# what is the position and acceleration at the instant when its velocity is zero?

The position of an object is given by $${x(t)= 2.17+4.80t^2-0.100t^6}$$

Would I have to take the derivative of that in order to find velocity?

But from there how would I find the position and acceleration the instant velocity is zero? For time I thought about setting v to zero and solving to find the time but I don't know how that would really help me.

Would acceleration just be the derivative of v? Is there an exact way to find acceleration?

• "For time I thought about setting v to zero and solving to find the time but I don't know how that would really help me." Do it anyway! :) – Slade Feb 9 '15 at 1:52
• I did and one was 0 sec and the other was 2 sec. I figured 2 sec. would be more helpful right? But I don't know which equation would help me find acceleration and position – Andrea Feb 9 '15 at 1:53
• Your first sentence is "the position of an object is given by" so you should have no trouble finding the position with your own equation. For acceleration, you correctly guessed how to find the equation at the end of your edited post. – Slade Feb 9 '15 at 1:58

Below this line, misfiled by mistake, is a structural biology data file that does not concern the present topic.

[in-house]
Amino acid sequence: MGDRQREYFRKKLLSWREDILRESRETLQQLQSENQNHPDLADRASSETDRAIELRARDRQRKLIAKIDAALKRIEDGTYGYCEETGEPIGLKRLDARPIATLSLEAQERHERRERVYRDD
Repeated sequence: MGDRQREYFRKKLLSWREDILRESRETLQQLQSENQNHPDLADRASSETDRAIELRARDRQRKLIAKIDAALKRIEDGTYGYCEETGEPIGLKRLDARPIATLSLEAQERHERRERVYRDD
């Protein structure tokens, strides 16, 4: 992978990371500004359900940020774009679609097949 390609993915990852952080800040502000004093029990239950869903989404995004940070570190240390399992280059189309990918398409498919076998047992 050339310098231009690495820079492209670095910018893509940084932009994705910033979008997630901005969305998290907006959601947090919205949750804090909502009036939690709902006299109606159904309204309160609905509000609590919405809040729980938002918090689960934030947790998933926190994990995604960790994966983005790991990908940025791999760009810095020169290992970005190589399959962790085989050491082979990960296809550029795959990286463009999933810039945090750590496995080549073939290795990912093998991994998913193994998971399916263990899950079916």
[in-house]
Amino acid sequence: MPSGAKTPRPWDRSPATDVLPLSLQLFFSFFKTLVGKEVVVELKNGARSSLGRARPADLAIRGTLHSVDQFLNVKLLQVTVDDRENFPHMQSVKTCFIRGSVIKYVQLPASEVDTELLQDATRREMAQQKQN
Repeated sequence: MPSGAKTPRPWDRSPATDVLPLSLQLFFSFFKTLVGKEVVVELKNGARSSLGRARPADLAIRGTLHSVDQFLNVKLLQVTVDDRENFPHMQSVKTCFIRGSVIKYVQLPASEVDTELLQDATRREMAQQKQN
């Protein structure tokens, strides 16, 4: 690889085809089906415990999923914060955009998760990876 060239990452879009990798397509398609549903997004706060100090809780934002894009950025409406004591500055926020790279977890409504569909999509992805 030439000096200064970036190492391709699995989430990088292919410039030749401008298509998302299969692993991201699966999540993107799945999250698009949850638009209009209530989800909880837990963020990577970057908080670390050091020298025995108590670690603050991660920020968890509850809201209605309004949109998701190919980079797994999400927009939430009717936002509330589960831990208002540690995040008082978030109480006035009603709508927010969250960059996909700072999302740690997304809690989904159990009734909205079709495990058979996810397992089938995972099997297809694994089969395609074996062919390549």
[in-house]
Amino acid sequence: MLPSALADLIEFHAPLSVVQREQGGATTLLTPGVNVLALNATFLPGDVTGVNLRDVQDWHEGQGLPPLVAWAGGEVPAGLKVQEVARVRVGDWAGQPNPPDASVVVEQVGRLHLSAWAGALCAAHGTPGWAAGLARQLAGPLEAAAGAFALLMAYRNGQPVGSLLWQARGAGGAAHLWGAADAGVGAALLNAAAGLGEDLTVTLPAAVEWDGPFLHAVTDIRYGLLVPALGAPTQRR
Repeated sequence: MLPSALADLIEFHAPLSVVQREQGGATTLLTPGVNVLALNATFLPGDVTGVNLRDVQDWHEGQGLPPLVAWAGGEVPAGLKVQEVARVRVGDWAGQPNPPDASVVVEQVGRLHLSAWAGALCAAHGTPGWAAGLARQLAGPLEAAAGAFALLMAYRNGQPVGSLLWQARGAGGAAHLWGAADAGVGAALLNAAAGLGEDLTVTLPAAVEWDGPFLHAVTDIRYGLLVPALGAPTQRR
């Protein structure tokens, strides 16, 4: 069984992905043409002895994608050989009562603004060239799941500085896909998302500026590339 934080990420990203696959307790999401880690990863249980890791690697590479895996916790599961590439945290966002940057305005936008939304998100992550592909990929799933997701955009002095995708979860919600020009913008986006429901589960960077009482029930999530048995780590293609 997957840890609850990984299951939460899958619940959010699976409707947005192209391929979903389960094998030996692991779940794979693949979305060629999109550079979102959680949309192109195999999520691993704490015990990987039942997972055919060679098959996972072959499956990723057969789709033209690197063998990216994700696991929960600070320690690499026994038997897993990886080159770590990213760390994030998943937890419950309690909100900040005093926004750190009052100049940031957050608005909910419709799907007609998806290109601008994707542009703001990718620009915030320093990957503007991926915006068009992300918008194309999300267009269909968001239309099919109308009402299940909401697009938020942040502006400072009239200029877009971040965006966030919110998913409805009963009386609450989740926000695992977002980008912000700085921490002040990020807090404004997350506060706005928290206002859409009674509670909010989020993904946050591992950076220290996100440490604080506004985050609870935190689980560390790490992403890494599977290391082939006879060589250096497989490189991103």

• By the way, the question as stated is ambiguous: As you have discovered, there are two moments when the velocity is zero, $t=0$ and $t=2$. These will give you two different results for the position and acceleration. – Slade Feb 9 '15 at 2:00

The position of an object is given by

$${x(t)= 2.17+4.80t^2-0.100t^6}$$

Thus velocity of the object is given by x'(t) which is:

$$x'(t)=v(t) = 9.60t-0.600t^5$$

Since velocity is 0, we can solve for time:

$$0= 9.60t-0.600t^5$$

$$t= -2,0,2$$

Since time can't be negative, and we probably want the positive t -value, let's use t = 2.

We then sub t = 2 into x(t) and a(t).

We can get a(t) by using the identity v'(t)=a(t)

$$v'(t)=a(t)=9.6-3t^4$$

Solving for t =2:

$$a(2)=9.6-3*2^4=-38.4$$

$${x(2)= 2.17+4.80*2^2-0.100*2^6=14.97}$$

Therefore, position and acceleration when velocity is equal to 0, is 14.97 $units$ and -39.4 $units/s^2$